Obivously mileage may vary.
     
  5. Arthur S

    Arthur S Cinematographer

    Joined:
    Jul 2, 1999
    Messages:
    2,568
    Likes Received:
    0
    Trophy Points:
    0
    Ron

    Both Brad and Bob have good points.

    With regard to water in the basement. I had a house in a development where the land was not flat. Some who lived at the bottom of a hill had their sump pumps running almost constantly. Clearly not something you want happening in your HT. Others whose house was on an elevated lot, never had their sump pump run.

    If at all possible, I would recommend that you design from scratch. I realize that this will add $$, however, by looking at what is out there and picking the best from what you see and then adding your HT desires, you will end up with something that will be exactly what you want. One example is windows. Even though your primary HT will be in the basement, do you want a lot of big windows in your living room? Personally, I like a layout where the kitchen is open to the family room. I like to be able to cook, talk to guests, and/or watch TV at the same time.

    I hope this helps.

    Arthur
     
  6. Ronald Epstein

    Ronald Epstein Founder
    Owner

    Joined:
    Jul 3, 1997
    Messages:
    48,494
    Likes Received:
    5,579
    Trophy Points:
    9,110
    Real Name:
    Ronald Epstein
    I never thought about a basement, water and things like a hill.

    I am taking it that if I want a basement, it should be on level
    land, not at the bottom of a hill.

    I can't start from scratch on a basement, mainly because I'm
    not handy. Optimally, finding a home with a carpeted basement
    and lots of outlets are my best bet.

    Are there ways to almost insure that I'll not get a water bust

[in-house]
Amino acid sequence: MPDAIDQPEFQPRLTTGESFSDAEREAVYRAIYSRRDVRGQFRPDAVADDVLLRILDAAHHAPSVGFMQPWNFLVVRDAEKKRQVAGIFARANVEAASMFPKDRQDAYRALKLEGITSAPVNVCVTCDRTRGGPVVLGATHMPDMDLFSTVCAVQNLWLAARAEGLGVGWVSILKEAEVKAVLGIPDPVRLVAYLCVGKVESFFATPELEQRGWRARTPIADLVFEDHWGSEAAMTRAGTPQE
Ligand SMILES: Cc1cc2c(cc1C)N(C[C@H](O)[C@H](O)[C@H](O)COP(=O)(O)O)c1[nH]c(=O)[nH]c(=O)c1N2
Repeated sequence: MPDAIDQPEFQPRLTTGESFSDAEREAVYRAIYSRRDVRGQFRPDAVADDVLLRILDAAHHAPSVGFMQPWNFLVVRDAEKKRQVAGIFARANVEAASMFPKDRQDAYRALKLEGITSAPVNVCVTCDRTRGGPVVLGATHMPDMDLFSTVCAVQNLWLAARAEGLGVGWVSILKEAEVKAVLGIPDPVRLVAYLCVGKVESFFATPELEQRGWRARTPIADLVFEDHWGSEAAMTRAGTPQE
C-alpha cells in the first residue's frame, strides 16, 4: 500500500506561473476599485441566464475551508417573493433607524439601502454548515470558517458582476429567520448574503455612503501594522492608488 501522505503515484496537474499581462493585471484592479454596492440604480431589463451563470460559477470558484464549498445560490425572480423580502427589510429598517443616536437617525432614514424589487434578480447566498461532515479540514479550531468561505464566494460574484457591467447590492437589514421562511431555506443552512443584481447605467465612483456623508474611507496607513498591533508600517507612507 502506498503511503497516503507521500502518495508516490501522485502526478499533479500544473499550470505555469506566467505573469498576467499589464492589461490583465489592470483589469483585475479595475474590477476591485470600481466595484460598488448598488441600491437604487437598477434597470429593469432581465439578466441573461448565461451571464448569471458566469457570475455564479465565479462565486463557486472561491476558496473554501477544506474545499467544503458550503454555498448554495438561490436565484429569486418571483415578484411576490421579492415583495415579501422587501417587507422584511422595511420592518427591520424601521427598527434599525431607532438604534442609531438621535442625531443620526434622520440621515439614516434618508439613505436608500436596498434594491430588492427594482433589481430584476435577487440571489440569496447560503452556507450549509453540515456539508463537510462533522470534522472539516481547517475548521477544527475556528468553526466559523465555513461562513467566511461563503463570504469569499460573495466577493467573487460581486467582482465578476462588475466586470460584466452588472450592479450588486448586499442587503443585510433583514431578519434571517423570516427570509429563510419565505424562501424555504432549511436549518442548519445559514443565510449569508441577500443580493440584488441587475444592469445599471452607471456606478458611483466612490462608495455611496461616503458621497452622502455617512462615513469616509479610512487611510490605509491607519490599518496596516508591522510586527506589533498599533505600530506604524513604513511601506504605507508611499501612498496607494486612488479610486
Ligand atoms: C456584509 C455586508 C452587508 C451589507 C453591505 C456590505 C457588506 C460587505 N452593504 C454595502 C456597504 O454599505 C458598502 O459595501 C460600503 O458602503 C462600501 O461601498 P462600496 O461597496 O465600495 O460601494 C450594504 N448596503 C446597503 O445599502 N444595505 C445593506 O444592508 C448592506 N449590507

in the basement? Of course, keeping an eye the water heater
    is a must.
     
  7. Arthur S

    Arthur S Cinematographer

    Joined:
    Jul 2, 1999
    Messages:
    2,568
    Likes Received:
    0
    Trophy Points:
    0
    Ron

    Yes, no houses at the bottom of hills.
    What I meant from scratch was building a custom house on a lot. That's what I meant about extra $$.
    So let's think ideal here for a minute. There are numerous books in book stores with house plans. Everything from quite small to quite large. When you find a plan you like you order the blue-prints for $150 and find a good contractor. Then you can do things such as include a perfectly designed HT/music room such as this:

    http://www.cardas.com/content.php?ar...=Room+setup+10

    Obviously, this is going to cost you more than you are looking to spend. On the other hand, if you are thinking you might live there for 20+ years, and consider that HT is booming. The resale on such a property should be excellent.

    Your home is supposed to be the biggest investment of your life. It is a really good feeling to have a house that is what you want. You have a secure future. IMHO, it is worth trying to get what you really want.
     
  8. Scott Merryfield

    Scott Merryfield Executive Producer

    Joined:
    Dec 16, 1998
    Messages:
    12,404
    Likes Received:
    1,133
    Trophy Points:
    9,110
    Location:
    Michigan

    The concern is not from a water heater, but from rain water. A home on higher ground is best. Also, if the home has a sump pump, make sure you have a backup one installed (if the sump pump ever runs). Backups that are powered by water pressure (assuming you have city water, not a well) are better than battery powered ones -- batteries only last for so many hours, and you have to remember to replace them every few years. There's nothing worse than losing your electrical power during a rain storm and discovering that the battery for your backup sump pump is dead. My next door neighbor's basement flooded under this scenario, and is the reason I installed a water-powered backup pump.
     
  9. MarkHastings

    MarkHastings Executive Producer

    Joined:
    Jan 27, 2003
    Messages:
    12,013
    Likes Received:
    1
    Trophy Points: